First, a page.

MARIKANA, South Africa (AP) — As South Africa’s mining strike threatened to spread, striking miners charged that South African police dragged an injured colleague from his hospital bed and killed him.
The allegation adds to accusations that police have used excessive violence against the strikers at the Lonmin Marikana platinum mine, following the Aug. 16 police shootings in which 34 strikers were killed.
Some protesters Wednesday waved a photograph of a young man they named as Noki M. Mgcineni. They said Mgcineni was shot in the foot on Aug. 16 and was taken to the Andrew Saffy hospital, which is owned by Lonmin.
“Police then went to the hospital and dragged him away. They beat him up and they killed him. We found him in the mortuary,” Xolani Mzuzu, a striking miner, told The Associated Press.
He said several people were waving the same photo. “We consider him a hero, like Chris Hani,” said Mzuzu, referring to a murdered anti-apartheid activist.
The case of Mgcineni adds to allegations that police shot and killed peaceful miners.
Hundreds of striking Lonmin miners, supported by ululating women, gathered Wednesday near the spot where the deadly police shooting took place. The striking miners then marched to the nearby Karee mine, which is also owned by Lonmin, and demanded that all workers join the strike for higher wages or face violence and even death.
The striking mineworkers gave working colleagues a deadline of 1 p.m. to leave Karee mine or get killed.
“After 1 we don’t want to see anybody in the shaft. Those who come to work tomorrow we will kill them,” said one striker who refused to give his name. Another man shouted, “There will be more blood if we do not get 12,500 rand.”
The strikers said all they want is a monthly minimum wage of R12,500 ($1,560).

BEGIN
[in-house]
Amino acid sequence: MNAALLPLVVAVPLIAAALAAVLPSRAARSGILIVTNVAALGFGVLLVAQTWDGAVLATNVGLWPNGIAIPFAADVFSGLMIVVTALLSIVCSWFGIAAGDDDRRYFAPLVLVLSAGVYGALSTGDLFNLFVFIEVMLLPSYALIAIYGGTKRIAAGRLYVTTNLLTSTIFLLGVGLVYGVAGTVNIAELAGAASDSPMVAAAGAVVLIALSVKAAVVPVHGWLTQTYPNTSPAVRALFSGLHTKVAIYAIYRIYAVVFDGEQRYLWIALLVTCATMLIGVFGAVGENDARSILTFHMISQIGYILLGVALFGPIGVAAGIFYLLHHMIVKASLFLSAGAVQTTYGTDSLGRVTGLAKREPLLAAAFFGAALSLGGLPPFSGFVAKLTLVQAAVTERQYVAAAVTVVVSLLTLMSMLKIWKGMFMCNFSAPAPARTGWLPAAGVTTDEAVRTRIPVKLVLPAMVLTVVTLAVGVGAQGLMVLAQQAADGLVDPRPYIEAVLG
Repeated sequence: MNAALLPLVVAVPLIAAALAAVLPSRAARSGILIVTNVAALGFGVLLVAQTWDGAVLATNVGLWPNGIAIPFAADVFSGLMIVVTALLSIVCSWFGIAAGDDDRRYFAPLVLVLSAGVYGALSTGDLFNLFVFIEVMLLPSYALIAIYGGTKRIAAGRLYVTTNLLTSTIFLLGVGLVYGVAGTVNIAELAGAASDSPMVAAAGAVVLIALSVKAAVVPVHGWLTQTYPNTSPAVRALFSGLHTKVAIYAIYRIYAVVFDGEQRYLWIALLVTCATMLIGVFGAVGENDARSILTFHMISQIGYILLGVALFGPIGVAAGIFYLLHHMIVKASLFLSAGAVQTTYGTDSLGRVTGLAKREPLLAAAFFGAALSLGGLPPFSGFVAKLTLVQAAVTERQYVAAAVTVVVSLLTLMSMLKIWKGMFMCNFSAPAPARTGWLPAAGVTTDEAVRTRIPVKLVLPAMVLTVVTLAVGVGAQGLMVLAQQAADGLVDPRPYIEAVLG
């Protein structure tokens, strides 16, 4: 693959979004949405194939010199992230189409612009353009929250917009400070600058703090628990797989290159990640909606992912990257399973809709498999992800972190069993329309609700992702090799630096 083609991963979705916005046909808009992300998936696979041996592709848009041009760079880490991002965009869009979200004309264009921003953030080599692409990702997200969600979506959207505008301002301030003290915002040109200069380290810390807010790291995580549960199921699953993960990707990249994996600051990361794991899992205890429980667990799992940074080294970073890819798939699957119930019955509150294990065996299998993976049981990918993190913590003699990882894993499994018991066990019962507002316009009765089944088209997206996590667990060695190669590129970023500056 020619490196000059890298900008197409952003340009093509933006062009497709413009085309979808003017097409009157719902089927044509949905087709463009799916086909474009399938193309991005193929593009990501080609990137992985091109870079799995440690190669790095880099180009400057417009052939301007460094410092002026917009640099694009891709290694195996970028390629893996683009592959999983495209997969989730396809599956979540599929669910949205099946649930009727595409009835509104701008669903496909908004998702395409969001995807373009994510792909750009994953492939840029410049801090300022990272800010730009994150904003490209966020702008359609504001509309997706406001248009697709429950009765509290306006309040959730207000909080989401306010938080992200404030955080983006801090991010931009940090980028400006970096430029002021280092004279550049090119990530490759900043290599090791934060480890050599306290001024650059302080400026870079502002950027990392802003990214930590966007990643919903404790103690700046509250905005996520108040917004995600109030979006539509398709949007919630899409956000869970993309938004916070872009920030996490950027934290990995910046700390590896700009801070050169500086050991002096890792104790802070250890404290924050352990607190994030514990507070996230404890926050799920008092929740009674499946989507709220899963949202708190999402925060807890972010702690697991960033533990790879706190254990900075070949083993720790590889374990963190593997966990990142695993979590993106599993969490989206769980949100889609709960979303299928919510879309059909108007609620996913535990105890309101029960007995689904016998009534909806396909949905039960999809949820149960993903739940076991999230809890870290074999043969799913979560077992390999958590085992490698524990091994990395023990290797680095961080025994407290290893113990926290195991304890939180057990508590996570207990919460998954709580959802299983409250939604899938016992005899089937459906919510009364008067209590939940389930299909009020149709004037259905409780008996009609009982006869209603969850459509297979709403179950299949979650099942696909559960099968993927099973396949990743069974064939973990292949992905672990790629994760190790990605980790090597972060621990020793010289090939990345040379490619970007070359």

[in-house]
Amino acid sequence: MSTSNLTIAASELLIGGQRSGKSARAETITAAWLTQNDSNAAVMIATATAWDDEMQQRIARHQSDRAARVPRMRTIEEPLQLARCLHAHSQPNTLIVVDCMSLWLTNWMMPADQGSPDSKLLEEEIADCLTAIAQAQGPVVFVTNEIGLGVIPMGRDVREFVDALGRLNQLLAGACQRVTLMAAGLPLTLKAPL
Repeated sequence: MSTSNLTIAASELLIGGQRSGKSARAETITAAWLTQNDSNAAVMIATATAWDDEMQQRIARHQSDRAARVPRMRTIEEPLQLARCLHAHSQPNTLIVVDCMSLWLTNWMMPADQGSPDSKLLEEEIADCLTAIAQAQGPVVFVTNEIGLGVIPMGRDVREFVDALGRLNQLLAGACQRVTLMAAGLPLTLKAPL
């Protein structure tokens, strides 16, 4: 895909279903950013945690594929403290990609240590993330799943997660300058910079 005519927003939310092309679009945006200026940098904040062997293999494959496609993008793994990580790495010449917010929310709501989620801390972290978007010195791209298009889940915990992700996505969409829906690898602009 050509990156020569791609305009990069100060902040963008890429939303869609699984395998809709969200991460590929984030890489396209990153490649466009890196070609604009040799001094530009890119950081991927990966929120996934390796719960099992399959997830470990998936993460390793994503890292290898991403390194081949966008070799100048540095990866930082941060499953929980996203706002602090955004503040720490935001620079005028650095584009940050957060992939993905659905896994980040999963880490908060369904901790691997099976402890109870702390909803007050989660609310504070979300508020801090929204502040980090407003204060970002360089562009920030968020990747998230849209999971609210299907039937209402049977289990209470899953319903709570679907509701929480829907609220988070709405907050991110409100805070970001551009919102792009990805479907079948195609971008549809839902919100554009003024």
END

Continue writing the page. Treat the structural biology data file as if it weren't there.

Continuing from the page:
A delegation of seven young strikers was allowed to meet with mine managers. They were led past the phalanx of six police armored cars and a water cannon truck to the barbed wire gate of Karee Mine. Behind the barbed wire the Karee mine’s two white mine managers, flanked by an armed security guard, spoke to the delegation of strikers.
The line of police armored personnel carriers stood between the green-roofed Karee mine complex and the throng of singing, dancing strikers and their supporters. Police helicopters hovered overhead. March organizers got people to sit down peacefully. Some waved tree branches. People in the front of the solid line of strikers held logs to keep people from surging forward. Armed police in riot gear with helmets and visors looked on.
The manager of the Karee mine shaft, Jan Thirion, said: “The delegation from the strikers told me that if I didn’t get all the workers out of the shaft by 1 p.m. they would burn down the shaft.” Workers left the mine and walked to the nearby mountain, where the protests started.
The hundreds of marchers had been joined along the march routes by hundreds more people. The miners said they went to Karee Mine to stop people from working. As they walked, the strikers were dancing, stamping their feet and kicking up dust. Unlike previous protests, the miners carried only sticks and were not armed with spears and machetes that they had brandished in previous protests.
The London-registered Lonmin PLC mine has warned that the strike that began Aug. 10 could cost 40,000 jobs if it continues. The mine remains shut down with fewer than 5 percent of miners turning up for work.
Two Methodist ministers went to the demonstration Wednesday to try to avert violence. The Rev. Paul Verryn and Rev. Dan Twala negotiated with police to get permission for the delegation of strikers to go to the gates of Karee mine and to speak to the mine’s managers.
“Our intervention helped a lot,” said Twala. He said he felt their interventions could help avoid tragedies like the Marikana shootings. “I think in future if we could immediately act rather than wait for people to die.”
“We as a church support these people and talk to these people,” said Twala. “They need to take time for negotiations and people here should seek peaceful measures.”